Glory days: William Macy and Joan Allen get ready for revolution in Pleasantville.
Author Clyde Edgerton on 'Pleasantville'
By David Templeton
Writer David Templeton takes interesting people to interesting movies in his ongoing quest for the ultimate post-film conversation. This time out, he takes a stroll through Pleasantville with best-selling Southern author Clyde Edgerton.
IT'S A LONG WAY from North Carolina to San Francisco, and Clyde Edgerton--appearing now at the front door of a massive downtown cineplex--looks as if he's walked the whole way on foot. His eyes are remarkably red, his unshaven, smiling face broadcasts the effort of every stifled yawn. He's in California for a string of bookstore readings--his 1997 best-selling novel Where Trouble Sleeps has just been released in paperback--and he's graciously agreed to go to the movies before his first appearance. Even so, I'm feeling more than a little guilty, fearing that Edgerton might be happier back at his hotel--you know, taking a nice long nap.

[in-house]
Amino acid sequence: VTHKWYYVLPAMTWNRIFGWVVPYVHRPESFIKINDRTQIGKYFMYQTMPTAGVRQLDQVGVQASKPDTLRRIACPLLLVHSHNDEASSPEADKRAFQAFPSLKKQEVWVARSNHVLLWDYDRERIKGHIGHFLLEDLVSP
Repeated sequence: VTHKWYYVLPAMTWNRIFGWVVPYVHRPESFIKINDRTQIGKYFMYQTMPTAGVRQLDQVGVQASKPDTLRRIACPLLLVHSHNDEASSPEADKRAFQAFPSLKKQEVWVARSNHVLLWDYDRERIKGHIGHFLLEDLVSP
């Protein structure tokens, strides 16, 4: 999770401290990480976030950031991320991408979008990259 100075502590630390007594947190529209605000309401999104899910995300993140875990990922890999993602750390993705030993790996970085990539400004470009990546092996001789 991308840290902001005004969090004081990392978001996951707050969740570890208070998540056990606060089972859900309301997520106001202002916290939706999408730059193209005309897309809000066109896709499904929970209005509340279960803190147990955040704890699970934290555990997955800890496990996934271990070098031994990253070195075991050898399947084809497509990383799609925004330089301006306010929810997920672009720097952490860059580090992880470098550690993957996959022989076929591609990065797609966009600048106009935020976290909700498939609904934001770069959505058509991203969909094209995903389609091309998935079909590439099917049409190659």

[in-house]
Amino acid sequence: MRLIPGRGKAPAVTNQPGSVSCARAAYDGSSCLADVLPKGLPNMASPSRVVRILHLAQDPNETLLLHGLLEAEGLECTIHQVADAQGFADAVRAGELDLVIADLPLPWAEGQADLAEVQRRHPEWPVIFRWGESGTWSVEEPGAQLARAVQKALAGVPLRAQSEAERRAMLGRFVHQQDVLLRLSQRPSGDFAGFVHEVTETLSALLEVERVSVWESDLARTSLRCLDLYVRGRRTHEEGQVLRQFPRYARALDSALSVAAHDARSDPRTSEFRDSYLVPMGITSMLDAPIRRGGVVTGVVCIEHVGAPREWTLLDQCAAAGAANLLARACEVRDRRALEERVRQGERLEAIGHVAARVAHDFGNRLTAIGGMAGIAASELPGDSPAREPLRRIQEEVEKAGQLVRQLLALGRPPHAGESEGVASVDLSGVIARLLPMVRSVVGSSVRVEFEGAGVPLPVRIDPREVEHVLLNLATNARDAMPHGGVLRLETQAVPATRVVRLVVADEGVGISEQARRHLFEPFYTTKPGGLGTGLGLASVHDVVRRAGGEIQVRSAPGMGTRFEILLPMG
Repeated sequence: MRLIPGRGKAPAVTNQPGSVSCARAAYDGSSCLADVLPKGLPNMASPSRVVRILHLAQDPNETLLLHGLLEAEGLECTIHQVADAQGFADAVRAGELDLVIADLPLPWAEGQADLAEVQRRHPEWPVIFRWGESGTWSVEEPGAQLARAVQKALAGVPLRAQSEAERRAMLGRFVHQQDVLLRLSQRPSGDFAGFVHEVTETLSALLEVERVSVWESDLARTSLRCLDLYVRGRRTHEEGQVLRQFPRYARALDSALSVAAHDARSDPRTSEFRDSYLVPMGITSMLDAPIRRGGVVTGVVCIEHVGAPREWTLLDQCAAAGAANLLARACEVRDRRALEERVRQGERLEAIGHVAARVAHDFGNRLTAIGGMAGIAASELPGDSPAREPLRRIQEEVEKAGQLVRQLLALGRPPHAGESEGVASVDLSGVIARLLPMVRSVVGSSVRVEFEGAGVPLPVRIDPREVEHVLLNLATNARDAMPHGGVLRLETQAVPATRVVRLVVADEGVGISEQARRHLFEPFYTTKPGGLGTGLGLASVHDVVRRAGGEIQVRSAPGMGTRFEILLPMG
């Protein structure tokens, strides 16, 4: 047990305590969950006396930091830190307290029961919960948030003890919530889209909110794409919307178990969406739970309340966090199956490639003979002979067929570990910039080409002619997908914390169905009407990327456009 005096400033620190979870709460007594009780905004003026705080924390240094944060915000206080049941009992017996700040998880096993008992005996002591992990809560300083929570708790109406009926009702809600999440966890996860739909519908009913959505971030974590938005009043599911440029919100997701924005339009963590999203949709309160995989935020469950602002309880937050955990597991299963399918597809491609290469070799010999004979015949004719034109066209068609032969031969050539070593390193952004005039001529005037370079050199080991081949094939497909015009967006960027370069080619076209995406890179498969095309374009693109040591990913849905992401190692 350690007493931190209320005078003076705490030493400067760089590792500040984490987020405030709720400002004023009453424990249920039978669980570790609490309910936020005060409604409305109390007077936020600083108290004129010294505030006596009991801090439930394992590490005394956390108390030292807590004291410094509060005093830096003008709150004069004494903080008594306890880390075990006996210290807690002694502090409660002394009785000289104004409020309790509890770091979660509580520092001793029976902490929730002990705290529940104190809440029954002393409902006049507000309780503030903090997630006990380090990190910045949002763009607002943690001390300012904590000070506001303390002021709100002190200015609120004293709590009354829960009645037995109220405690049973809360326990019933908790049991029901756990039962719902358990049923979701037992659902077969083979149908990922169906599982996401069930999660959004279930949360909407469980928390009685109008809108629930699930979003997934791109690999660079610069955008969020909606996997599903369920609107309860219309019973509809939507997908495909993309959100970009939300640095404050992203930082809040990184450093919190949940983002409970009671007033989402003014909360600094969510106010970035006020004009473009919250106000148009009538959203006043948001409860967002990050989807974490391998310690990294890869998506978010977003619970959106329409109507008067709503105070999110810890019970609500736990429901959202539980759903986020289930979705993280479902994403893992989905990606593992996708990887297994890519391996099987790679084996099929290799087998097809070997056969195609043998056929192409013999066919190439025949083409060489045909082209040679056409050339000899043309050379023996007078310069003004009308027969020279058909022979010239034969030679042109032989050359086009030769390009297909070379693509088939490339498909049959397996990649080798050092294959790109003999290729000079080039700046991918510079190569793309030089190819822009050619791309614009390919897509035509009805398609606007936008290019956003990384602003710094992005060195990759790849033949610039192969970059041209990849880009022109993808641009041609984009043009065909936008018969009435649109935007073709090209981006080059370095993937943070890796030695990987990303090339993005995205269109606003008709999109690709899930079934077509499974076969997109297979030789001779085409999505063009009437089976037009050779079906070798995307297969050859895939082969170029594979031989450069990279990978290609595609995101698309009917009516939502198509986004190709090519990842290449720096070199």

"Oh, I'm all right," he says in a warm drawl, suppressing another yawn. "I may end up fallin' asleep during the movie--but hell, if you don't mind, I don't mind."
I don't mind. And for the record, Edgerton doesn't fall asleep.
In fact, Pleasantville proves to be a stimulating experience. You've seen the commercials: Two '90s teenagers (Reese Witherspoon and Toby Maguire) are transported into the strictly black-and-white world of a '50s television sitcom, infecting the townsfolk (including Joan Allen and William H. Macy) with a kind of Technicolor virus as the citizens' private passions are gloriously, sometimes frighteningly, awakened.
By the end of the film, Edgerton has been temporarily energized.
"Though I wanted it to be funnier," he points out. "It could have been one funny-ass movie."
Pleasantville is a film about many things, but chiefly it's a satire on modern conservative attitudes, poking holes in the right-wing's insistence that America in the '90s needs an infusion of '50s values. Certainly, the colorful changes brought to the town of Pleasantville have a dark side--with shades of McCarthyism and racial segregation, erupting into book burning and ugly hate crimes. The filmmakers seem to be saying that, sure, changes can be difficult. But in the end, freedom is always worth the complications that come with it.